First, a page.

This article is from the August 2013 issue of Total Politics
“But I haven’t had a chance to do my hair.”
Two seconds in to my interview with Michael Fabricant, Tory campaign chief, and he’s already mentioned his signature hairstyle. A starched, yellow-feathered helmet of gold, it sits valiantly on his head, occasionally proposing pacts with UKIP and waywardly tweeting. A beanie of blond ambition. The man beneath has been subject to cruel cries across the Commons of “is it a wig or a Tory?” and searing press speculation over its seemingly independent variations in length.
It doesn’t seem fair to ask the vice-chairman of the Conservative Party outright about the origins of his confident coiffure, but it turns out I don’t need to. He brings it up about four times himself without being asked. But although he admits it is “very long for an MP” and refers to it as “strange”, he never hints at any wiggery-pokery. Yet he’s generously candid on other subjects, and so loquacious my dictaphone dies an undignified death 90 minutes in. This is Fabricant, uncut. Especially the hair.
The MP for Lichfield looks like a collaboration between Duran Duran and a hobbit, mussing his long locks and scampering around in an open-neck pink and white striped shirt and 501s, with a holster for his mobile hilariously attached. “When I send texts to David Cameron, I sign them off ‘Fab’, and he calls me ‘Fabs’”. Does he receive many LOLs from the PM, then? “I would not say what he says to me; usually to stop tweeting!”
He shows me various posters, flags and artefacts around his spacious office, which looks like a particularly lavish student’s quarters. There is a rumpled page from an old newspaper stuck up, screeching the headline ‘Bachelor had a fetish for ladies undies’ next to a picture of his face. They are two separate articles, but he finds it entertaining.
One wall sports an enormous world map with tiny red dots covering it, giving the effect of an army general’s war room. It marks the 48 countries where, prior to politics, he set up radio stations with his broadcasting company.
There is a microphone and some sort of transmitter on a separate desk, for him to pipe out his radio appearances from the comfort of his office. He even used to appear on Woman’s Hour. “When men were allowed, but now it’s been taken over by the female fascists!” he chortles.
And he is still quite the broadcaster. Having been lurking in the shadows as a whip for seven years, Fabricant has emerged blinking into the digital daylight – tweeting like a suddenly un-caged canary with political views and an iPad. No wonder the PM texts him telling him to stop. He caused controversy in February by asking the Twittersphere, “Why is it not called a Suck Job?”
Yet he admits it’s far easier to carry his meaning across via tweets: “Twitter has been more effective to me for my colleagues knowing where I come from than actually the last 23 years in the Commons have. I always remember the former chief whip Patrick McLoughlin saying, ‘if you want to keep a secret, speak in the House of Commons’”.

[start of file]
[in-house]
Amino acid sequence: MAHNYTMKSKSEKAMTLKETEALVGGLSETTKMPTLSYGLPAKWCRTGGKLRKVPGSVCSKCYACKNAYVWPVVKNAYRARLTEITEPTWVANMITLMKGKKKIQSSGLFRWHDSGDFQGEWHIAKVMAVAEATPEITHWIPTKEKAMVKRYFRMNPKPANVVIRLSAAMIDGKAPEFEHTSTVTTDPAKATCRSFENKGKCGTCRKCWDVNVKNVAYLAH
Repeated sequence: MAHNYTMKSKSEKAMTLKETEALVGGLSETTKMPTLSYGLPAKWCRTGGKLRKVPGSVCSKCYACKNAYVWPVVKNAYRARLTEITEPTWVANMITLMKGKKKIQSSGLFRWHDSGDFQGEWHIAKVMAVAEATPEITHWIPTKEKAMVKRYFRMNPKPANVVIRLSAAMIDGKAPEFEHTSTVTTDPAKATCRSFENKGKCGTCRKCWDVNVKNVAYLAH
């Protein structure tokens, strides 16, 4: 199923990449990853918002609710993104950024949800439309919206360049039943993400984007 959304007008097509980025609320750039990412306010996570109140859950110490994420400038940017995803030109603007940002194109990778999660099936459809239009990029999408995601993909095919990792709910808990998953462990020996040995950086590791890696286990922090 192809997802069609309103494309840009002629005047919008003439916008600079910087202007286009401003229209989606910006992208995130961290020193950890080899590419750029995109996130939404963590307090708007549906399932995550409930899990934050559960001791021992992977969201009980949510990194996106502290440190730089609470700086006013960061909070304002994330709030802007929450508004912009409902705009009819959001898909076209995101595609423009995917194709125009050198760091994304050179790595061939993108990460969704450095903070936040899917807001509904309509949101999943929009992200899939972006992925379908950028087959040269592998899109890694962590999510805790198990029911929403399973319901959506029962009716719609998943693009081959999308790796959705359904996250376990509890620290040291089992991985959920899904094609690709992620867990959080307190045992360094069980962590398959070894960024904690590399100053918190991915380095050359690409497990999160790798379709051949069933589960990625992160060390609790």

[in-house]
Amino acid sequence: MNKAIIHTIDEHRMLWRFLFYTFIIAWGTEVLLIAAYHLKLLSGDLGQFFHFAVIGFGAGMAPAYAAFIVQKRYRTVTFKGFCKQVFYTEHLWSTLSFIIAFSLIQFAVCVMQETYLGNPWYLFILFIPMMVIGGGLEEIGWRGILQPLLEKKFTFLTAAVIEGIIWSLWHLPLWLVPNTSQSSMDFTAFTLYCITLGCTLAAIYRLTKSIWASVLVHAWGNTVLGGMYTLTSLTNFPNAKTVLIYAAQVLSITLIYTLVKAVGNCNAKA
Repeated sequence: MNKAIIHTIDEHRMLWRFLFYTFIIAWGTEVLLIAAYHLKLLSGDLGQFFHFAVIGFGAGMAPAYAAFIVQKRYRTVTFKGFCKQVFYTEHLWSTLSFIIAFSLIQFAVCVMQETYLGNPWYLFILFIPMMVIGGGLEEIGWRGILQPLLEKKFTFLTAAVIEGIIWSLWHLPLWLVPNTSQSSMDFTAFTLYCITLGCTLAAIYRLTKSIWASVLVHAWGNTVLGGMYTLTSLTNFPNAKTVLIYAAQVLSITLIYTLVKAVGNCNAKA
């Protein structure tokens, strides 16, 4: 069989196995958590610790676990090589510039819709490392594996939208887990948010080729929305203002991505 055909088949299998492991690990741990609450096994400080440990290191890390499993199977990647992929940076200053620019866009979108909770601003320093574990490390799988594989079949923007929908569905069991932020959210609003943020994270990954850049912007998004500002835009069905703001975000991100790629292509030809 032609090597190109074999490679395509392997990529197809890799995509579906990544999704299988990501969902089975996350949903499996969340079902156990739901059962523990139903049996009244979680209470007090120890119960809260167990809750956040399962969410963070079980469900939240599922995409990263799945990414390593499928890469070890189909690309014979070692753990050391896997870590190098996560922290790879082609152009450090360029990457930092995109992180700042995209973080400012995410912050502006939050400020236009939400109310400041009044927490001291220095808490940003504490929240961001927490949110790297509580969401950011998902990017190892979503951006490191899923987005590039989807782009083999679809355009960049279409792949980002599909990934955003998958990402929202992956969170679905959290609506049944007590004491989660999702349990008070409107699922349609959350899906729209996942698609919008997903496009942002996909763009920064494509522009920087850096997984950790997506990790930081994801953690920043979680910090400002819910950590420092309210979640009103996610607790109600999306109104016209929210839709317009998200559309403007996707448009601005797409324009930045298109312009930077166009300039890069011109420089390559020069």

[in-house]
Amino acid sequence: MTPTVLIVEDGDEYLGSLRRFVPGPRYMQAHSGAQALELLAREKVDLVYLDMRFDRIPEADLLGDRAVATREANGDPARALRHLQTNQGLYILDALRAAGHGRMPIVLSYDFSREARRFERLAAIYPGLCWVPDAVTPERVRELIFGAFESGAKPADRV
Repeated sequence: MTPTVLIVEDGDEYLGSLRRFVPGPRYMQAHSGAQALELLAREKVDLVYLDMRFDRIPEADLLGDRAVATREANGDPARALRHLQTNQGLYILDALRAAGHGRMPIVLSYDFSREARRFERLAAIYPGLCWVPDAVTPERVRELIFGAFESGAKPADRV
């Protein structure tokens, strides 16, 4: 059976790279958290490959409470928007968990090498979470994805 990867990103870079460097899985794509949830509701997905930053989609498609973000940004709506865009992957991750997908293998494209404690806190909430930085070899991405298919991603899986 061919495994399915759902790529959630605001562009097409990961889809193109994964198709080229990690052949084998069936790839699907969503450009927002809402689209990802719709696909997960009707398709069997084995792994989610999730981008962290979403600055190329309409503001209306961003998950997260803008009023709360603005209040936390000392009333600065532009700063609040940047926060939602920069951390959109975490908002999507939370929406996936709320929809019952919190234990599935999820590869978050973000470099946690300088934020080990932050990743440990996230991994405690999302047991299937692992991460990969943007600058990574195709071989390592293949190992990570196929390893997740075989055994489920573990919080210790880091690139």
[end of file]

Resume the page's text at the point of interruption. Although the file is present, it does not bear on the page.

He reveals a conversation he’s had with the chancellor, who has very recently set up his own account, on Twitter strategy: “I was saying to George Osborne that, if tweets are always totally on-message, no one is going to read them. To get your message across, you’ve got to be amusing, and sometimes not be overtly political at all… No campaign should be boring, because you turn off.” I wonder now whether this advice led to Osborne tweeting a snap of his unfortunately upmarket burger…
Yet Twitter clearly isn’t for all his colleagues, what with Aiden Burley MP’s notorious “leftie multicultural crap” Olympics Opening Ceremony comment and other online gaffes.
He nods: “Oh, there are golden rules about tweeting. First of all, you need to be a lateral thinker, hopefully amusing, and most importantly sober,” he explains gravely. “We are all suited to different things; I’m not suited to haircuts, but I am to Twitter.”
His avatars (profile pictures) are now known as #Fabatars, so often do they switch between various images sent to him by his near-13,000 followers of hirsute cartoons, animals – “my cow avatar is known as the Fabrimoo” – and, at the time of writing, Matt Damon as Liberace’s mop-haired young lover from the film Behind the Candelabra.
Is he having an identity crisis?
“When I got in in 1992, nobody could place me in the Conservative Party, they used to think in regards of ‘wet’ and ‘dry’ – I am wet when it comes to socially liberal issues, yet quite dry when it comes to the European Union.
“[But] Francis Maude said a great thing to me last year: ‘You know what Michael? With your long hair, and your strange views, we all thought you were mad, and do you know what? The Conservative Party has changed, and now we are all mad just like you.’ I took it as a great compliment and it’s true!”